This has been a season of second chances. I haven’t been skiing as well as I think I ought to be, but I have somehow still been able to race on the best and deepest women’s team in the East, and perhaps in the country.
How? Luck. And the Flu.
In our four weekends of college action so far, I have been named the alternate every time. Unusually, I’ve gotten to race three of the four weekends as first Rosie Brennan, then Hannah Dreissigacker, then Steph Crocker succumbed to illness.
For four years, I have dreamed of racing for Dartmouth at Oak Hill, my home course ever since I started skiing in 10th grade. My sophomore year, I made the cut, but there wasn’t enough snow in Hanover; we raced in Stowe.
This year, I muddled through the early part of the season and Cami Thompson promised that if there was any way she could get me the start at Dartmouth, she would.
Last weekend at UVM, I completely imploded in some tough waxing conditions. I even tried to drop out of a race for the first time in my life (the spectators wouldn’t let me). I was sure that my chance to race at Oak Hill had disappeared, but Cami named me the alternate anyway.
At 4 o’clock on Thursday afternoon, Steph Crocker decided that she was too sick to race. I ran around Robinson Hall telling anyone I saw, “I’m racing! I’m racing at Oak Hill!”
Never mind that after UVM, I was unsure about how to move forward and hadn’t been planning on starting even a non-college race this weekend. Never mind that I had stayed up until 1 a.m. writing a paper on Wednesday because I figured I wasn’t racing so sleep didn’t matter. Never mind that I hadn’t worked on my skis at all.
I was racing! Even though I had done nothing to deserve it, my dream was coming true.
Friday was bright and clear, and the rain had stopped. The Oak Hill trails were covered in sugar snow, the S-Turns in sheet ice. Our development team raked snow over the ice after each racer went by, and then watched it pushed to the edges as nervous skiers snowplowed and slid the corners.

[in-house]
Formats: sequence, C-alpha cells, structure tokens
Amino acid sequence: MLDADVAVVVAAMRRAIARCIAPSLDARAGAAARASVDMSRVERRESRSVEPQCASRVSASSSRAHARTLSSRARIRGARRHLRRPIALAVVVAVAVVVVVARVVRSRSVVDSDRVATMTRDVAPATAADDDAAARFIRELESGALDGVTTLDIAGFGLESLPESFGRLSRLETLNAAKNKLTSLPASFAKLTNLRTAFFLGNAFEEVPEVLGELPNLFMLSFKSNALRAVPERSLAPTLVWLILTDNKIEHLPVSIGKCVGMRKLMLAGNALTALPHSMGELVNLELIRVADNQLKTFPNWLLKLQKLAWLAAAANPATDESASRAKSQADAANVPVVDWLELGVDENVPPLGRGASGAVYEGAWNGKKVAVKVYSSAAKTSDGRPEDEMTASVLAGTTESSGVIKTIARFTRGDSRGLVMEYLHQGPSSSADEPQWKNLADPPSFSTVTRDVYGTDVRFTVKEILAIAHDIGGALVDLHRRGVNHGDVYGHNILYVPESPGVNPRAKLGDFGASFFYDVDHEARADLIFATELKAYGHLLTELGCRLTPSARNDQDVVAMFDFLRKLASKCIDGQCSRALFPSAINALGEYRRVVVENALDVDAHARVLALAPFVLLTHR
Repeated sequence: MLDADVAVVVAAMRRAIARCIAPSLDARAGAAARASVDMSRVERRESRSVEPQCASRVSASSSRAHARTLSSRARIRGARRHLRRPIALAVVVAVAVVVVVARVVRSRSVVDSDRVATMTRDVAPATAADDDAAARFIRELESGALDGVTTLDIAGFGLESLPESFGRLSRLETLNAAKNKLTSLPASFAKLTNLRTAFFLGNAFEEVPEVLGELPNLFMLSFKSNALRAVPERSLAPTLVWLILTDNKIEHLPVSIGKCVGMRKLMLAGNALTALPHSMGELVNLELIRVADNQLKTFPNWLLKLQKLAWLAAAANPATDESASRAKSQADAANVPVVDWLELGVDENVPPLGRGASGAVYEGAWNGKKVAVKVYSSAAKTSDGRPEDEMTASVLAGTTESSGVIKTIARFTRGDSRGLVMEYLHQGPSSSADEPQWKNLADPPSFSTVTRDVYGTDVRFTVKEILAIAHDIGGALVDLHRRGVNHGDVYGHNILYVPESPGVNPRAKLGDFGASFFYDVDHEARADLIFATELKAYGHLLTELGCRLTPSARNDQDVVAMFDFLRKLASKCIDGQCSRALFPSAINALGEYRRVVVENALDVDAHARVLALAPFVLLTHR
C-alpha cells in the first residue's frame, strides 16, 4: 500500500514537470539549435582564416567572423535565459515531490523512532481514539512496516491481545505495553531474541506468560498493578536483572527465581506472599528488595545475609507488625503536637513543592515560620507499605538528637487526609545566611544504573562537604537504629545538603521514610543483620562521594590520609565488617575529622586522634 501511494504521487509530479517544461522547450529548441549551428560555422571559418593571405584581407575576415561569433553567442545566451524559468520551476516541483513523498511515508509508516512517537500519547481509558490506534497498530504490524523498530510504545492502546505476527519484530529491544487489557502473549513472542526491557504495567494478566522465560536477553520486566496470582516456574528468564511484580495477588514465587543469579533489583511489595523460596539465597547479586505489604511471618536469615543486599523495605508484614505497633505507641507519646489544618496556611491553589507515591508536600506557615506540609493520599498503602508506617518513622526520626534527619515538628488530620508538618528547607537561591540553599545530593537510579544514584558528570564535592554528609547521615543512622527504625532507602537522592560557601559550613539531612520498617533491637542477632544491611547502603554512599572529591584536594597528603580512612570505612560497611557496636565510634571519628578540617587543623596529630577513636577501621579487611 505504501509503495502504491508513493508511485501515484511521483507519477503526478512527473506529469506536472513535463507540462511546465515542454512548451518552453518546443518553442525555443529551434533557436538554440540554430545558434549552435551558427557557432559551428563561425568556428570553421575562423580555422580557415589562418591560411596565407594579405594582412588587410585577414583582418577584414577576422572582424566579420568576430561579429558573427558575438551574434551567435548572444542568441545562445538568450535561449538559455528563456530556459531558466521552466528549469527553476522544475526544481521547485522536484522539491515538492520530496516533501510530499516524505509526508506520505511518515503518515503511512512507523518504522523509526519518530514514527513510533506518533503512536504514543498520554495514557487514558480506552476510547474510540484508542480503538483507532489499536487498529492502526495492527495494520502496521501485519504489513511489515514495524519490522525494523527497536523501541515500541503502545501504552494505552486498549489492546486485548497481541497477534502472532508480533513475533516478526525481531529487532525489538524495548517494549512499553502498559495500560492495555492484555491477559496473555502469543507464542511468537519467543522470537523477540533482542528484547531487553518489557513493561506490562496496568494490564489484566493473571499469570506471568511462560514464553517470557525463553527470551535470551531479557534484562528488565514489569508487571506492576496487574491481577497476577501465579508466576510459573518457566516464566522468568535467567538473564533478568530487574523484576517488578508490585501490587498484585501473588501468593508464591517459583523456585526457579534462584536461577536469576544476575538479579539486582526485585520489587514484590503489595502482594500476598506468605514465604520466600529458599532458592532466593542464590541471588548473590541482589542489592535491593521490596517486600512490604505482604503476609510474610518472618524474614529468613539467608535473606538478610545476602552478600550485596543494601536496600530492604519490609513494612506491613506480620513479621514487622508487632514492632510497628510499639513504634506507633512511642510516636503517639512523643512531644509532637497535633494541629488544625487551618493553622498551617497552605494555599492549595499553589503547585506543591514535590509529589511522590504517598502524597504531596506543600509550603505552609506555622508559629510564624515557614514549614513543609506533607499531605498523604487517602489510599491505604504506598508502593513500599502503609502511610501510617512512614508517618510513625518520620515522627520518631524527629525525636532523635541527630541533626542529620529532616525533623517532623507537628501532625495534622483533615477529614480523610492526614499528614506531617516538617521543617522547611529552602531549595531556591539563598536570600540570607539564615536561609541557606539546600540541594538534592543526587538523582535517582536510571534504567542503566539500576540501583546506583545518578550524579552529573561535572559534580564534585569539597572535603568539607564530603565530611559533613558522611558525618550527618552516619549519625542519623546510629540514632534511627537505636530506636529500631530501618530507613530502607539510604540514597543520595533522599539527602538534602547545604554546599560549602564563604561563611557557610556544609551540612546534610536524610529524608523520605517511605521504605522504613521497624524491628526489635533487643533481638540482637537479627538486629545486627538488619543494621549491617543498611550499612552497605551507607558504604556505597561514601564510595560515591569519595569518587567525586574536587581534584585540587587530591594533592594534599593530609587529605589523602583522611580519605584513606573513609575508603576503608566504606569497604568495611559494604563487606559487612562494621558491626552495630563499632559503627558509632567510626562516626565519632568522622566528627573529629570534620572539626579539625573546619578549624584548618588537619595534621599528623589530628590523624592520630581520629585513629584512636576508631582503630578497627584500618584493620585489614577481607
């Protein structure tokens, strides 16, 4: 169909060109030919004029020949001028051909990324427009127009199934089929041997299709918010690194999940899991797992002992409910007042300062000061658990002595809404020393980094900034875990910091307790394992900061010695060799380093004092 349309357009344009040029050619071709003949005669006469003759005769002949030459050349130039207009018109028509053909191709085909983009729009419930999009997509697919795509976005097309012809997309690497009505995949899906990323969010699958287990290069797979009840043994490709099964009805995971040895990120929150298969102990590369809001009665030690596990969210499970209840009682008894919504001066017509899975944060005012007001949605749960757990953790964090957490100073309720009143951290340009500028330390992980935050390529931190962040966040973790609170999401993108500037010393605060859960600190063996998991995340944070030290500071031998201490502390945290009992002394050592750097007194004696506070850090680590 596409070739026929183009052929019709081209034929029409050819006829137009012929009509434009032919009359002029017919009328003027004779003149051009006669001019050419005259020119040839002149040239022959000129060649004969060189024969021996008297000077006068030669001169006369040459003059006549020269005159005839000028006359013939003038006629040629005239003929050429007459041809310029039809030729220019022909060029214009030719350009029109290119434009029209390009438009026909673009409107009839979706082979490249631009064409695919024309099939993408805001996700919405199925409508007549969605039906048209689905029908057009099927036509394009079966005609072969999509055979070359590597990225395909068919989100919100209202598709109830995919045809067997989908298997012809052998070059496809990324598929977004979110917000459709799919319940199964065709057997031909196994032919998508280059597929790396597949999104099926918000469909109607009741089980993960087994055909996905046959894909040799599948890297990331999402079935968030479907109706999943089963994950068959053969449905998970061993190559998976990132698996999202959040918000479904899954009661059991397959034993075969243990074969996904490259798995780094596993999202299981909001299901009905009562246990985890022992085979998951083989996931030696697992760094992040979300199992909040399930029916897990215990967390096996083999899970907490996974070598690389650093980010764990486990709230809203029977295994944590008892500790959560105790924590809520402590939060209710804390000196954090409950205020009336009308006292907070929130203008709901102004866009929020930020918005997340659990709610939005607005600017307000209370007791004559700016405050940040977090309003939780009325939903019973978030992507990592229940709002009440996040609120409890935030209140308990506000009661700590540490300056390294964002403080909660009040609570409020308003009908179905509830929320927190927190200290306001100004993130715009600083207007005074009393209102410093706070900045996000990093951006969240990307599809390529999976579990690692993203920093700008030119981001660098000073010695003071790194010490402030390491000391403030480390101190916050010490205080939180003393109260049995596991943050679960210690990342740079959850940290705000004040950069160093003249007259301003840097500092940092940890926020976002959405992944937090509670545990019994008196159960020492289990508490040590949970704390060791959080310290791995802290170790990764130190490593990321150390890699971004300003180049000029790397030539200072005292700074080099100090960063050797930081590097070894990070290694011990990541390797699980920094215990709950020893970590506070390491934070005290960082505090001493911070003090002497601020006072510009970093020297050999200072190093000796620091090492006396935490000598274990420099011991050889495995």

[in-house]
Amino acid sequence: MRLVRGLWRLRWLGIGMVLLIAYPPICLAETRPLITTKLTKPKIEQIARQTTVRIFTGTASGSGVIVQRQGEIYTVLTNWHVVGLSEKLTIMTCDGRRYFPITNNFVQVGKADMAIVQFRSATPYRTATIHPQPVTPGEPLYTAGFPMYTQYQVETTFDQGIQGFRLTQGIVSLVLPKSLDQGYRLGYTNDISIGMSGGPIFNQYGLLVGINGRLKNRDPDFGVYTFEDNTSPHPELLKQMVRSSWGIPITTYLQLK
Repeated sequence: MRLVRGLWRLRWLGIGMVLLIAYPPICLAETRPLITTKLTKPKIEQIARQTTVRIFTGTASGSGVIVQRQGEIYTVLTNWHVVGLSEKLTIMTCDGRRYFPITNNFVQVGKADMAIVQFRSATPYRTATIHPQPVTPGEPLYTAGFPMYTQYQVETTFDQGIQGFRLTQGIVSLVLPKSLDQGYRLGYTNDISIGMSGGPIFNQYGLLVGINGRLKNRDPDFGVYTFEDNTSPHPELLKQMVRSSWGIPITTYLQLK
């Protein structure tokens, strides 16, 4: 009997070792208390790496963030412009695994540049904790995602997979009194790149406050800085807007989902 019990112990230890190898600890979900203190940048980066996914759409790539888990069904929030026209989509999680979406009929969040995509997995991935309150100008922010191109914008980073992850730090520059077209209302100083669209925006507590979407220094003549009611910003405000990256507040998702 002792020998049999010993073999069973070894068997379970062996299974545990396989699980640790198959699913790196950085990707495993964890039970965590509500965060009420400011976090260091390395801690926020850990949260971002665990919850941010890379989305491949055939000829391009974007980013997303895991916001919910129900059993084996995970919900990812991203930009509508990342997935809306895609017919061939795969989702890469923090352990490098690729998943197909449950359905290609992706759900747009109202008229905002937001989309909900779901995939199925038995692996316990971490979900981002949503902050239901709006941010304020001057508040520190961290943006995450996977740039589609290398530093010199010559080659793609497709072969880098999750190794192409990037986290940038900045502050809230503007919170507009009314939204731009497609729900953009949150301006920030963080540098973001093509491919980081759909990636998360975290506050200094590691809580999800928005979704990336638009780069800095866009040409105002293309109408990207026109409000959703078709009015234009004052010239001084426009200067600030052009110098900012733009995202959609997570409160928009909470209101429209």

My teammate and captain Courtney Robinson was in the announcing booth with “the voice of American skiing,” Peter Graves. As I inched closer to the starting line, Courtney talked about me over the loudspeaker and I grinned up at her.
I crashed in the first kilometer, narrowly avoiding a tree. And I had serious difficulty with my classic wax, as has been unfortunately usual for me this year. Maybe I just didn’t have enough time to get into race mode after the late notice; excitement only takes you so far. In any case, it didn’t match what I had visualized the night before.
But instead of getting upset and crying as I often do after an unsatisfactory result, I just rolled with it. No matter that my five teammates were all in the top 10 and I had struggled into the top 50, by far my worst carnival finish of the year. I was there. I had raced. I told Ruff Patterson my wax had slipped in case he wanted to adjust it for the men.
Then I walked out on the long, rolling stretch behind the ski jump with my high school teammate Jennie Brentrup. It was sunny; we didn’t get cold. She cheered for her Colby teammates and I cheered for the Dartmouth men, and we urged on anyone else we thought was cute.
After everyone was finished, Mr. O’Brien grilled up burgers and Mrs. Koons ladled out hot cider. I sat alongside my teammates, the freshmen with their neon pink hair (girls) and mohawks (boys), which they had spiked with wood glue and spray-painted green.
With a few exceptions, the men hadn’t raced particularly well, but for them that meant filling in the spots between 10th and 20th. They asked how my race was.
“Oh, I rocked 49th place,” I would reply.